Have a wonderful Sunday!


Eat: Zingy Dressing

Last week, I was on the phone with one of my best friends (I realize that makes no sense, since best implies one, but just go with it, okay?) and she asked me if I had any ideas for zucchini.  Of course my favorite way to eat zucchini popped into mind and I sent her Health Bent‘s Paleo Pad Thai.  In return, she sent me a dressing recipe.

Now, you must know, I hate dressing.  It’s seems like a lot of work and extra calories.  (I’m not one of those skinny minnies for the record…just trying to justify my laziness when it comes to making dressing.)  Plus, why eat salad if you have drench it in dressing to make it edible.  That just boggles my mind.

Rants aside, this dressing recipe changed my mind.  The recipe is for a full salad, but you know me, I barely follow the rules.  Given that I didn’t have some of the ingredients and I don’t eat peanuts, I made a bunch of substitutions.  So below is my version of the recipe.

Zingy Dressing

inspired by Food 52’s Lacinato Kale and Mint Salad with Peanut Dressing
  • 3 Tablespoons Almond Butter (I used Justin’s Maple Almond Butter)
  • 3 Tablespoons room temperature water
  • 3 Tablespoons apple cider vinegar
  • 1 Tablespoon honey (this is my friend’s substitution and optional)
  • 1 Tablespoon wheat free Tamari
  • 1-2 cloves of smashed/minced garlic
  • 1-2 Tablespoons of fresh minced ginger (peel first please)
  • 1 Tablespoon olive oil
  • pinch of cayenne pepper (optional)

Mix all the ingredients together and pour over your salad of choice.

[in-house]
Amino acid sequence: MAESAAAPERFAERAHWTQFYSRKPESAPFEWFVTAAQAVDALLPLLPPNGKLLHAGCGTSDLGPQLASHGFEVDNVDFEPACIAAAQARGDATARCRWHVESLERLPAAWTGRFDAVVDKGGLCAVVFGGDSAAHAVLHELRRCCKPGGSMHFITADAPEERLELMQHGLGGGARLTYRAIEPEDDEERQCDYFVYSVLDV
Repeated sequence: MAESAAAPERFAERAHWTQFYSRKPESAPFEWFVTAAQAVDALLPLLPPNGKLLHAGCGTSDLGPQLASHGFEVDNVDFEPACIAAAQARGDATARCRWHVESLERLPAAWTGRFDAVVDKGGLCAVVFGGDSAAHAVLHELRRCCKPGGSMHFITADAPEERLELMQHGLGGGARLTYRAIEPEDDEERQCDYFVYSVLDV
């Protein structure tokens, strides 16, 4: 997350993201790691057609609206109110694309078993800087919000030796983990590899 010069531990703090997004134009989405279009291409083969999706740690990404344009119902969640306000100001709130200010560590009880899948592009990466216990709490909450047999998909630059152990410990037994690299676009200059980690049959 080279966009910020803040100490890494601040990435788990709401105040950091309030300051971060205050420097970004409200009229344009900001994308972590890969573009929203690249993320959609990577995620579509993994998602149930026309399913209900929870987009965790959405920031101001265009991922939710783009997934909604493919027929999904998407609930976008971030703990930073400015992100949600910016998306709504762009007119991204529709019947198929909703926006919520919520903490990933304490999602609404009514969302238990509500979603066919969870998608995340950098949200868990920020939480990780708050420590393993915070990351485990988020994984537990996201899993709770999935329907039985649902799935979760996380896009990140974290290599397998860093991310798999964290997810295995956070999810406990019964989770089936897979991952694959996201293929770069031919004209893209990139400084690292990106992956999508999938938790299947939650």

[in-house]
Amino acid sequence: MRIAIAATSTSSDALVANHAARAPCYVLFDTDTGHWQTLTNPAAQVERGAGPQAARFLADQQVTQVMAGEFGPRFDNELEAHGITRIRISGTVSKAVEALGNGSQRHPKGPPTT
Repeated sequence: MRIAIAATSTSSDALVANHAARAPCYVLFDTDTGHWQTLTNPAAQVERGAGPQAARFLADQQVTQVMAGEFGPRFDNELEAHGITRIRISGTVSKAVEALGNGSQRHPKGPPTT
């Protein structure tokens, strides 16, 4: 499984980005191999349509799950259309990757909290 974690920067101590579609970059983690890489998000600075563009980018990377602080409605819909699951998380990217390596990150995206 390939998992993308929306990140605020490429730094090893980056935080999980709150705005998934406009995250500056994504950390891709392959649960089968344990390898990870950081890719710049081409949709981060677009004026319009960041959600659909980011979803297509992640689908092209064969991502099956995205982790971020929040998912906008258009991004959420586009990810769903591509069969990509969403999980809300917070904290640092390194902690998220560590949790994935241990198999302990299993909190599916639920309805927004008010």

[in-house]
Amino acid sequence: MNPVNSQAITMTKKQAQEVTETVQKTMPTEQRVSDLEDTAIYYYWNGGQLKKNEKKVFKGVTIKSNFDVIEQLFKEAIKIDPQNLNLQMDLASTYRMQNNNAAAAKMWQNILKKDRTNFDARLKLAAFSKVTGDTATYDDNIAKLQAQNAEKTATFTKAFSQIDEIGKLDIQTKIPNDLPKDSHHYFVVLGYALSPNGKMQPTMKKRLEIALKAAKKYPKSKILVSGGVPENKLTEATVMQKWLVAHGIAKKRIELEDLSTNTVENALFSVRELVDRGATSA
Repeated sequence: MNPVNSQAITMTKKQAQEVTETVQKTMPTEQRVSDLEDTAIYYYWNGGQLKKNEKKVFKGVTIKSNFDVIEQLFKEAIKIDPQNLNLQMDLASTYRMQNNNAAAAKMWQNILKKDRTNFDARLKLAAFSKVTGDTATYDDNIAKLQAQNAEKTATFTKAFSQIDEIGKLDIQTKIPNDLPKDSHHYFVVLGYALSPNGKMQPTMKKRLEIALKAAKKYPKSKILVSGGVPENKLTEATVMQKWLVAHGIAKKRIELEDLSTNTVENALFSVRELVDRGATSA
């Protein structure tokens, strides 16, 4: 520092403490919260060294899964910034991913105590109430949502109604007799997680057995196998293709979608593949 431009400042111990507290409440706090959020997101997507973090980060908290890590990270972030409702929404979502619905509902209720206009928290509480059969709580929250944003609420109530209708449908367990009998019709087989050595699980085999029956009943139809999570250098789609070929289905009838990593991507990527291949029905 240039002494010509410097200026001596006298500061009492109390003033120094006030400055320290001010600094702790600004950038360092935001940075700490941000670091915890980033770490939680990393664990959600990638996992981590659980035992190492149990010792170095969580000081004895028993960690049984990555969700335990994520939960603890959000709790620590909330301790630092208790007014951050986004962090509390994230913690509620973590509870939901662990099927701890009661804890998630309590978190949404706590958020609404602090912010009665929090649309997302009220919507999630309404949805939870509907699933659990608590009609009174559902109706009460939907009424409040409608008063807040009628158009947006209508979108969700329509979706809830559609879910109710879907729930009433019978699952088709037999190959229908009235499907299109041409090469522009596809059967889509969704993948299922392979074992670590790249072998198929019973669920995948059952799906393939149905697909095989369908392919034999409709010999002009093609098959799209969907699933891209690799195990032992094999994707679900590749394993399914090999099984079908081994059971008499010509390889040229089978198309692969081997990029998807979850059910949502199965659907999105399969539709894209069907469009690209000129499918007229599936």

My version was actually a bit of an accident because I read the original recipe wrong.  So you’ll see a lot more ginger and garlic in my version.  I’ve also forgotten to put the honey in and it’s a lot more zingy.  In fact my sister and I prefer the honey free version.  We get enough sweetness from the maple part of the almond butter that we have.  Finally, I have a tendency to just approximate and throw together what I remember from memory.  Tastes good every time.

Final note, I think that blitzing all the ingredients together in a blender would make the dressing extra creamy.  I haven’t tried this one yet, but there is a thought for you. (Edit: The original instructions say to make the dressing in a blender…I did not read carefully the first time around…so, not such an original idea.)

I love that this dressing is all sorts of good ingredients thrown together in a tasty drizzle worthy dressing.


Eat: Green Smoothie

I don’t know when the last time I wrote a blog post was.  It’s been a while.  A good long while.  In that span of a while, a lot of things have happened, but nothing productive that I wanted to happen really happened.  Life has been chaotic and I feel like I’ve been dragged around by life rather than my being in control of my life.  I suppose we’re not always in control, but I feel better when I think I’m in control of what’s going on.